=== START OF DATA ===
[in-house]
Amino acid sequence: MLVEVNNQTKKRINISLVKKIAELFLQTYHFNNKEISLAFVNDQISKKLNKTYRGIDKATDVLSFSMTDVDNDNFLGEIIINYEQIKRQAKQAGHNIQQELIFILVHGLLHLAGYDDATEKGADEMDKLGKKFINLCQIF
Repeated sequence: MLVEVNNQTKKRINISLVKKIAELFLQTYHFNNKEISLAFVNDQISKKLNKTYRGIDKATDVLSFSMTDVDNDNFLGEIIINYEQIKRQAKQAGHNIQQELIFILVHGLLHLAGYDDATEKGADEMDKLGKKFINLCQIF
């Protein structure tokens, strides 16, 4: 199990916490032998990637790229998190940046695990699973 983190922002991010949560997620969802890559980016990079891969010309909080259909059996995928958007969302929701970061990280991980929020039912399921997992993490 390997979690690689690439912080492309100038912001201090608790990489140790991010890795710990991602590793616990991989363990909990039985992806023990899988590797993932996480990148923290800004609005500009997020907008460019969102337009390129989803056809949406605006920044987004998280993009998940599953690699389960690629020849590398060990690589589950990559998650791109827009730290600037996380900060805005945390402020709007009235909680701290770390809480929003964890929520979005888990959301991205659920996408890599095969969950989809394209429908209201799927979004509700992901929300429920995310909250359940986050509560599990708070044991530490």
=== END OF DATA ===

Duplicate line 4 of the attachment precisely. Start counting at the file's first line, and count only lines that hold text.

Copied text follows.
């Protein structure tokens, strides 16, 4: 199990916490032998990637790229998190940046695990699973 983190922002991010949560997620969802890559980016990079891969010309909080259909059996995928958007969302929701970061990280991980929020039912399921997992993490 390997979690690689690439912080492309100038912001201090608790990489140790991010890795710990991602590793616990991989363990909990039985992806023990899988590797993932996480990148923290800004609005500009997020907008460019969102337009390129989803056809949406605006920044987004998280993009998940599953690699389960690629020849590398060990690589589950990559998650791109827009730290600037996380900060805005945390402020709007009235909680701290770390809480929003964890929520979005888990959301991205659920996408890599095969969950989809394209429908209201799927979004509700992901929300429920995310909250359940986050509560599990708070044991530490």